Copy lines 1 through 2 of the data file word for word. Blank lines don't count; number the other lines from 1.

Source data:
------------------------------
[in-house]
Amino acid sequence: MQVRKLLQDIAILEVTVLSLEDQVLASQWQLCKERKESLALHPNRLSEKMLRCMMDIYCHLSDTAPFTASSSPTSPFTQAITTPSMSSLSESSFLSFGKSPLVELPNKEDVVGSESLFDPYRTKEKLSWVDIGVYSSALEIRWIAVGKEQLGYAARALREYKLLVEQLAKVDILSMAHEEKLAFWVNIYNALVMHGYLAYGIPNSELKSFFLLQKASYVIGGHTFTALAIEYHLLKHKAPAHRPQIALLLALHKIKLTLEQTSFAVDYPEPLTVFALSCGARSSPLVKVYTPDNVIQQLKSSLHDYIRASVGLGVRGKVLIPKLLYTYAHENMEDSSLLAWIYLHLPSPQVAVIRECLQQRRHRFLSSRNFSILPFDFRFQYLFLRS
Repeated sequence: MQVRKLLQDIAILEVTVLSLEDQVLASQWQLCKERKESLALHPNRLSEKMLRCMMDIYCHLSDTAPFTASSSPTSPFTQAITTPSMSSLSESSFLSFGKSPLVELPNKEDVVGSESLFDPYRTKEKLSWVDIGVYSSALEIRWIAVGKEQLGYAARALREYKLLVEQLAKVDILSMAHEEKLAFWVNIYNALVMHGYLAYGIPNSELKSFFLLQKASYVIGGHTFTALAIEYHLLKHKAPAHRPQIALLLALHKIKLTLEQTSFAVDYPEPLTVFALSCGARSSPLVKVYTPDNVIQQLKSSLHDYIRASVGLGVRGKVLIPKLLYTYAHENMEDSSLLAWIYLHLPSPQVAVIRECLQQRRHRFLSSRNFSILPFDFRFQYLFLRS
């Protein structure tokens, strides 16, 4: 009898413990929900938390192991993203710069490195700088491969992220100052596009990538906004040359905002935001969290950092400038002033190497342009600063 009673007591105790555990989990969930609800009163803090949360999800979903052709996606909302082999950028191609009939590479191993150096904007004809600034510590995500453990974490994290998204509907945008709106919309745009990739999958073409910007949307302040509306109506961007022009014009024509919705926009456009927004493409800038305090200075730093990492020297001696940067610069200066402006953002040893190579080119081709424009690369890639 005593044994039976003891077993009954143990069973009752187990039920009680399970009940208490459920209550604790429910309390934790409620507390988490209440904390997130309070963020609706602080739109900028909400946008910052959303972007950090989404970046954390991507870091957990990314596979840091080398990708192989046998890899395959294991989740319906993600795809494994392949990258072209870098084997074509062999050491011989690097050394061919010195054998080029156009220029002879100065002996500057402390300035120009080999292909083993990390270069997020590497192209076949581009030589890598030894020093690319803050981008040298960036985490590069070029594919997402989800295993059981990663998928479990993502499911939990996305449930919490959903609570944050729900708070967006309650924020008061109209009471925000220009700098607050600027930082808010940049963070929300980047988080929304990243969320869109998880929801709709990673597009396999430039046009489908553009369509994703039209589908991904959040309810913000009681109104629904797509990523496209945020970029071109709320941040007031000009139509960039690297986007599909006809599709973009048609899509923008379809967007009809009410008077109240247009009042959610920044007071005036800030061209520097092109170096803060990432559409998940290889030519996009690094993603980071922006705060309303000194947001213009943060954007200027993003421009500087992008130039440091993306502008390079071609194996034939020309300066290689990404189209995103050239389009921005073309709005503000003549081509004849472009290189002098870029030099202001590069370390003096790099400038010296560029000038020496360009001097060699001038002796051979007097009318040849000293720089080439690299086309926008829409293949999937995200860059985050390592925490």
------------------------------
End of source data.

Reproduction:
[in-house]
Amino acid sequence: MQVRKLLQDIAILEVTVLSLEDQVLASQWQLCKERKESLALHPNRLSEKMLRCMMDIYCHLSDTAPFTASSSPTSPFTQAITTPSMSSLSESSFLSFGKSPLVELPNKEDVVGSESLFDPYRTKEKLSWVDIGVYSSALEIRWIAVGKEQLGYAARALREYKLLVEQLAKVDILSMAHEEKLAFWVNIYNALVMHGYLAYGIPNSELKSFFLLQKASYVIGGHTFTALAIEYHLLKHKAPAHRPQIALLLALHKIKLTLEQTSFAVDYPEPLTVFALSCGARSSPLVKVYTPDNVIQQLKSSLHDYIRASVGLGVRGKVLIPKLLYTYAHENMEDSSLLAWIYLHLPSPQVAVIRECLQQRRHRFLSSRNFSILPFDFRFQYLFLRS